Relishing unique customs
I love Southern culture. In my rather biased opinion, there is just no region in the country as fascinating as ours. We have many components that set us apart, including our passion for nurturing our unique identity. It has been said that our habits are strong and our memories long.
In asking our CMM team about some ways they celebrate their Southern heritage, Sandra Zimmerman said her family collects keepsakes. She has an heirloom baptism dress, handmade by family and passed down through the generations, most recently worn by her granddaughter, Molly. Sandra even has cast iron skillets from her grandmother, including directions for seasoning. Nancy Lambert’s love of needlepointing for family members is a passion passed down from her mother, Ruth. Ruth needlepointed Christmas stockings for her children as well as her grandchildren, and then Nancy followed suit in making them for her children’s spouses as a “welcome to the family” gift.
Summer, somehow, brings to the surface a medley of Southern customs. Maybe it’s the slower pace that accelerates our culture, or perhaps it’s finding ways to enjoy our heat –– temperatures that would send most people running for cooler weather. Abigail Thielke says a favorite tradition in her family is traveling to her parents’ home on Edisto for weekends and holidays. “From the flowing Spanish moss in our back garden, to the smell of the salt air coming off of Big Bay Creek, there’s no place that rejuvenates and rebalances me more than our Lowcountry home,” Abigail shares.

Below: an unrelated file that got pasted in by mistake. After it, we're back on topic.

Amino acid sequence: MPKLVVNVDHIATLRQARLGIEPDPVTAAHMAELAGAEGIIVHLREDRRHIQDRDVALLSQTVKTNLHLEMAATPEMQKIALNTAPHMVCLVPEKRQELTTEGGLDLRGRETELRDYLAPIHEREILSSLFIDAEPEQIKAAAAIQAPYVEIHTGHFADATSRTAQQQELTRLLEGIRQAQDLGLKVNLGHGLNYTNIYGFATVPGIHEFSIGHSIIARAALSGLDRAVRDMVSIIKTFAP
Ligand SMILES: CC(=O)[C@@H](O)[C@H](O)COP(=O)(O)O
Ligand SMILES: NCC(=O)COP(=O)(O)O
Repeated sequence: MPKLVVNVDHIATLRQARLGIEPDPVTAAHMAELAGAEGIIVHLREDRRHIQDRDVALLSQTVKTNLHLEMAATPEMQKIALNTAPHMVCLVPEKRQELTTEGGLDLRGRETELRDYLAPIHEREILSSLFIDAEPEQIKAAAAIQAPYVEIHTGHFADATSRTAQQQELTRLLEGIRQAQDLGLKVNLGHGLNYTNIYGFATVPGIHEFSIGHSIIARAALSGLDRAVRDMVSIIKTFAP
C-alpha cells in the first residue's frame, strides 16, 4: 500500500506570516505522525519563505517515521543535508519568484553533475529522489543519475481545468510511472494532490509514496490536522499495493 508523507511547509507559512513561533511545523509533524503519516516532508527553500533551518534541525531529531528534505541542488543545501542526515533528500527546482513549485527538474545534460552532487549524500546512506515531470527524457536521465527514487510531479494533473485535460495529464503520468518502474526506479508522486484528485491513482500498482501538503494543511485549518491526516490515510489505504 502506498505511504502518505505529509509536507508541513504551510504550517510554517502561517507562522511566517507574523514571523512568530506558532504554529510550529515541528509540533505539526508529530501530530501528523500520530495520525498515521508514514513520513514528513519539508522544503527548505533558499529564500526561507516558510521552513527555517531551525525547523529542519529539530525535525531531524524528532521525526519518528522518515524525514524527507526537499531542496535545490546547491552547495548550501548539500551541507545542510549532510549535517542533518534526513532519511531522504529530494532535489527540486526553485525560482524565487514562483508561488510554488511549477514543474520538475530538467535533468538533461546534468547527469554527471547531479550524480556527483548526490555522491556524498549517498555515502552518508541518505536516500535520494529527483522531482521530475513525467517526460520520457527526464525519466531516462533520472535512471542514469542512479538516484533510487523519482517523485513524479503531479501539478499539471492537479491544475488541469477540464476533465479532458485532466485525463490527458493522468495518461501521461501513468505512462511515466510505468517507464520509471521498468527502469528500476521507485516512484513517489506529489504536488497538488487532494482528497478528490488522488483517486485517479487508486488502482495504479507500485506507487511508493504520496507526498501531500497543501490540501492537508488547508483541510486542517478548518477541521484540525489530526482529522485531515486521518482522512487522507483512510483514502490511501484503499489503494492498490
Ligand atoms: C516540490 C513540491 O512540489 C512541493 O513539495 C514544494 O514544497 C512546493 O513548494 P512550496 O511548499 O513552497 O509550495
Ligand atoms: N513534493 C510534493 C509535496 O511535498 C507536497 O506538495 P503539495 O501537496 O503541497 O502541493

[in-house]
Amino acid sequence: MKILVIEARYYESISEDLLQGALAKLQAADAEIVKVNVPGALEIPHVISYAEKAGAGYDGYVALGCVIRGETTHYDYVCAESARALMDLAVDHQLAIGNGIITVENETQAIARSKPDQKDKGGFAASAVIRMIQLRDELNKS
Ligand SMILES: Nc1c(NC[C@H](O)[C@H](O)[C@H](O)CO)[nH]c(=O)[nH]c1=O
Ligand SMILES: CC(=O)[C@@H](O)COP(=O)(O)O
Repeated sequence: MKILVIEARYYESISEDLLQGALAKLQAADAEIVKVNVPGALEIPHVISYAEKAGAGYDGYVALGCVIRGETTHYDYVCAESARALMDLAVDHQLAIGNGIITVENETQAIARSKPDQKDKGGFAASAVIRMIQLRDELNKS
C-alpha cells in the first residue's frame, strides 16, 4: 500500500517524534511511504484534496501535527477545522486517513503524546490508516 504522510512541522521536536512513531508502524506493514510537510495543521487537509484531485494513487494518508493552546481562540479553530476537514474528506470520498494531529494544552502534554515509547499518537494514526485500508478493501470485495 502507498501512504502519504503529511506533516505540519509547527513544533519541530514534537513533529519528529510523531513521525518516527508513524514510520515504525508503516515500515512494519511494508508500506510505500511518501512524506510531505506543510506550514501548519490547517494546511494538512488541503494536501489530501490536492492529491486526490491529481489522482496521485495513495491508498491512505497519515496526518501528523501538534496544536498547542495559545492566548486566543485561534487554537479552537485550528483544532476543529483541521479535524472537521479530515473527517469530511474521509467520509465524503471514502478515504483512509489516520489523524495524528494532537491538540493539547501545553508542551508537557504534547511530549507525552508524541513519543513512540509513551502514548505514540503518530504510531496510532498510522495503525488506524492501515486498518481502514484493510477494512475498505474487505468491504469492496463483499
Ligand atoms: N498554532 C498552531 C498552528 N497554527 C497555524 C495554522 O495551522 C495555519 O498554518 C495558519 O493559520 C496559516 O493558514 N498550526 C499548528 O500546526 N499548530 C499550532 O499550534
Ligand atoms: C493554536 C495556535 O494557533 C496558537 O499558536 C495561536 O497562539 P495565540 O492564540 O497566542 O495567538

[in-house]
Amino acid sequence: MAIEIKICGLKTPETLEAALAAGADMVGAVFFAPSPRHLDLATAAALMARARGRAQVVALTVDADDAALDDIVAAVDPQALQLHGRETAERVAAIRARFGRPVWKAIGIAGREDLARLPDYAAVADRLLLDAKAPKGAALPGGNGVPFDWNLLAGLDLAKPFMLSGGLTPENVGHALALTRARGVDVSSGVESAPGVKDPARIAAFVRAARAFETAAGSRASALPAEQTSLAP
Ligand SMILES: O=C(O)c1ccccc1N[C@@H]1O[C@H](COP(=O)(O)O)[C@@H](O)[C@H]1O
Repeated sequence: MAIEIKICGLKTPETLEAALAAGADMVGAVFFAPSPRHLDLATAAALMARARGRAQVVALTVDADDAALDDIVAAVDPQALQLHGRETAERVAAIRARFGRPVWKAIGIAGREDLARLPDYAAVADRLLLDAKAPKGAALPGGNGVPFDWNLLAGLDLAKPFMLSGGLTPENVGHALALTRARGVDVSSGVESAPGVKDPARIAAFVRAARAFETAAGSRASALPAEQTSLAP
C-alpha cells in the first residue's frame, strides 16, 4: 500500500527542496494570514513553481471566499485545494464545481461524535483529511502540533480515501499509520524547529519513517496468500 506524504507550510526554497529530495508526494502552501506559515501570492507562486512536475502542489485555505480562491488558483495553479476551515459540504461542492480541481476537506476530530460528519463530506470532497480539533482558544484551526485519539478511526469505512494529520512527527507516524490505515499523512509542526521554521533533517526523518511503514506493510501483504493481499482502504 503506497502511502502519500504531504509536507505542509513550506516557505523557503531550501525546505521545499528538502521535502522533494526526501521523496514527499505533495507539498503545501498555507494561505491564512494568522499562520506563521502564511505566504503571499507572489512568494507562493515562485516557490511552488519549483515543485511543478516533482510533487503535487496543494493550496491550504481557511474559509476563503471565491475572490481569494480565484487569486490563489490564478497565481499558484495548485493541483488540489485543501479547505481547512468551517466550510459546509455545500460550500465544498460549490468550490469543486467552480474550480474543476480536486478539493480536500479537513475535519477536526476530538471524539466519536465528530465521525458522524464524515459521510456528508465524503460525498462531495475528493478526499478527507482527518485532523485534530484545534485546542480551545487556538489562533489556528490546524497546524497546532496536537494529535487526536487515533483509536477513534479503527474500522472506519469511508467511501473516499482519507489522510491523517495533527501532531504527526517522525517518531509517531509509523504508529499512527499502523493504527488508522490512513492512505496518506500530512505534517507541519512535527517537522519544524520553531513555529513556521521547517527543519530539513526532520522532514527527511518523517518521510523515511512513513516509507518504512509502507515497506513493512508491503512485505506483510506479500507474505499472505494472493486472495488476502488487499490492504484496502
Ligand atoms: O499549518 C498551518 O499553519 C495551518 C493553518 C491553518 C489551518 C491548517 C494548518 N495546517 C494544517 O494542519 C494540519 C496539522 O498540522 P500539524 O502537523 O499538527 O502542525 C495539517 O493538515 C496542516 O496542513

“All I can think of is barbecue,” says Dennis Craighead of a meaningful Southern ritual. “And it should be noted that ‘barbecue’ does not mean throwing some hot dogs on a grill … a proper barbecue is an all day event that includes an entire pig.”
One unique and possibly fast-fading Southern tradition is peach leather, a delightfully fresh peach dessert that takes many hours and days to prepare. I remember Emmy, my great-aunt Emily Ravenel, serving me peach leather with tea, something I rather underappreciated in my younger years. To learn what a truly special art making peach leather is, read our article on page 76 that features Sarah Spruill, who holds fast to her secret family recipe for this delectable peach dessert.
On page 70, we have an article on joggling boards, quite possibly my favorite Southern tradition. When I wasn’t eating the sweet treasures of peach leather with Emmy, I was outside jumping around barefoot on her joggling board that was perched on a bluff overlooking a saltwater marsh. I spent hours in the pleasure of its trampoline type entertainment but also relished our competitions of trying to bounce each other off.
Yes, I do love our Southern culture, even our hot months when my hair wilts in-between the time I close my front door and I crank my car AC on high. Hang on to these summer days. The days are wonderfully long, so find a joggling board and try your best in jostling off your nearest competitor!